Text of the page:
Dr. Samantha Pinto
I have small children, so I find myself at various natural history and children’s science museums across the country, as well as awash in dinosaur and prehistoric animal factbooks at home.
As someone who remains attentive — nay vigilant — of the changing exhibition practices and norms around the history of enslavement, racism, and colonialism in her work and her pedagogy, these displays of “natural history” leave me as wary as I am on my frequent visits to Jefferson’s estate, Monticello— relieved at some changing narratives, wary of the slow and tepid turn toward historical responsibility and acknowledgement.
The historical figures in my article are by now in the “recovered if not fully reckoned-with” category — Sally Hemings and Sarah Baartman are now recognized by states and scientists as those who experienced the consequences of transnational anti-blackness in the eighteenth and early nineteenth centuries whose presences reverberate still as injuries and as cautions.
But our approach to the relationship between race and science is still very much in process, especially with the discourses of certainty and truth still ascribed to STEM under the most well-meaning liberal politics (think of those lawn signs about “belief” in science as well as Black Lives Matter), as well as projections of the endless futurity of STEM’s capital next to the circumscribed and belated work of history and the humanities. So the displays and factbooks of dinosaurs caution me to think hard about the story of science, of its becoming, of the material and structural conditions in which “scientific” facts and evidence (and fields) are made.
The convergence of Cuvier and Jefferson in capitalist competition for mammoth fossils is one site of the more visible if difficult to place intersections between the making of biological racism and the construction of natural history. Their biographies and discourses ostentatiously recur in later histories of imperial expedition and the founding of anthropology.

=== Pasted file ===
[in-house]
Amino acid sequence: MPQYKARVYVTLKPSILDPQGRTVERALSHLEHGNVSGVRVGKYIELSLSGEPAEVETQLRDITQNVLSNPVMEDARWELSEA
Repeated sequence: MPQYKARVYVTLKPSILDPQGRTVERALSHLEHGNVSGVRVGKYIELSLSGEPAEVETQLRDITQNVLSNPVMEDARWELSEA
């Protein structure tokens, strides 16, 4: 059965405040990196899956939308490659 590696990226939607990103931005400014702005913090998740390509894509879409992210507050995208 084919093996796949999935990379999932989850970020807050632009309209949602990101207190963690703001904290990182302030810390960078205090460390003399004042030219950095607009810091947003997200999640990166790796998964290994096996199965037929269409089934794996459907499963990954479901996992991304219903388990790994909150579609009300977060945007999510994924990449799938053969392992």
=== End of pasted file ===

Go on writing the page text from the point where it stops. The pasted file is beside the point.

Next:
In these moments, as well as in the contemporary one, my focus is on how black women are mobilized as and by rubrics of scientific study, as well as on how the flexibility and structure of scientific study— of science as what Stephen Gould deemed “creative interpretation”— serves black women as both subjects and objects of narrative inquiry, such as through the remarkable 1902 novel Of One Blood by Pauline Hopkins, who reclaims some of the futurity imbued to scientific narratives for the future(s) of blackness.
The dinosaur and other extinct animal bones in museum displays, initially procured as part and parcel of settler colonialism and genocide by men hailed for their forward-thinking approach to the world, are now objects that hail an uncertain future in the wake of capitalism, climate disaster, and grave social inequities tied to their narrative beginnings.
As we learn new things about extinct animals’ color, their textures (feathers!), their extinction, and their surprising legacies in the animal kingdom today, we might also find ways to mark scientific study as a site of egregious error, harm, and violence that is willing to test and change its truths rather than remain nostalgically attached to failed models of doing its work.
We might more publicly invest in the narrative of scientific failure, then, as a model for rigorous flexibility and adaptability, a willingness and indeed the political necessity of continuously critiquing and changing our research questions and methods.